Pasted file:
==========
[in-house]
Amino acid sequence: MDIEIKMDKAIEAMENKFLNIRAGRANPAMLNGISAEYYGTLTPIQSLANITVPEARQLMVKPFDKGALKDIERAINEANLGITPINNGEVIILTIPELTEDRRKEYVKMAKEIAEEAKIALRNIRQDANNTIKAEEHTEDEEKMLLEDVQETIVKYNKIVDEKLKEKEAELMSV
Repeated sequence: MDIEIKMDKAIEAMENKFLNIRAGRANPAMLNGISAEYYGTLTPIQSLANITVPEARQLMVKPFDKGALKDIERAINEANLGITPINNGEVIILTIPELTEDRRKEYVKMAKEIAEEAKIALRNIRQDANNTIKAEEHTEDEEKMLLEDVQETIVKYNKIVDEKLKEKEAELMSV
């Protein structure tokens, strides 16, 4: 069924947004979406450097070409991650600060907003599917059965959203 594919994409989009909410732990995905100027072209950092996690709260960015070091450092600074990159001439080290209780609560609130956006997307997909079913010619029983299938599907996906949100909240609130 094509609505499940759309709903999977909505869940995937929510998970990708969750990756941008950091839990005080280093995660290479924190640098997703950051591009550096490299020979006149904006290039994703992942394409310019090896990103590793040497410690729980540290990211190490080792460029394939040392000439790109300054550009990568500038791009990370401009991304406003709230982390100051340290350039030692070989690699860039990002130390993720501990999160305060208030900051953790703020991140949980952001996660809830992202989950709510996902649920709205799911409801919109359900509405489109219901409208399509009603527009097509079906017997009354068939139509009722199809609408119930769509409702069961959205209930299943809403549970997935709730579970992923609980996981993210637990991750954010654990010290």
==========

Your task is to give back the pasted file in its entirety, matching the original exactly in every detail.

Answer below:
[in-house]
Amino acid sequence: MDIEIKMDKAIEAMENKFLNIRAGRANPAMLNGISAEYYGTLTPIQSLANITVPEARQLMVKPFDKGALKDIERAINEANLGITPINNGEVIILTIPELTEDRRKEYVKMAKEIAEEAKIALRNIRQDANNTIKAEEHTEDEEKMLLEDVQETIVKYNKIVDEKLKEKEAELMSV
Repeated sequence: MDIEIKMDKAIEAMENKFLNIRAGRANPAMLNGISAEYYGTLTPIQSLANITVPEARQLMVKPFDKGALKDIERAINEANLGITPINNGEVIILTIPELTEDRRKEYVKMAKEIAEEAKIALRNIRQDANNTIKAEEHTEDEEKMLLEDVQETIVKYNKIVDEKLKEKEAELMSV
């Protein structure tokens, strides 16, 4: 069924947004979406450097070409991650600060907003599917059965959203 594919994409989009909410732990995905100027072209950092996690709260960015070091450092600074990159001439080290209780609560609130956006997307997909079913010619029983299938599907996906949100909240609130 094509609505499940759309709903999977909505869940995937929510998970990708969750990756941008950091839990005080280093995660290479924190640098997703950051591009550096490299020979006149904006290039994703992942394409310019090896990103590793040497410690729980540290990211190490080792460029394939040392000439790109300054550009990568500038791009990370401009991304406003709230982390100051340290350039030692070989690699860039990002130390993720501990999160305060208030900051953790703020991140949980952001996660809830992202989950709510996902649920709205799911409801919109359900509405489109219901409208399509009603527009097509079906017997009354068939139509009722199809609408119930769509409702069961959205209930299943809403549970997935709730579970992923609980996981993210637990991750954010654990010290």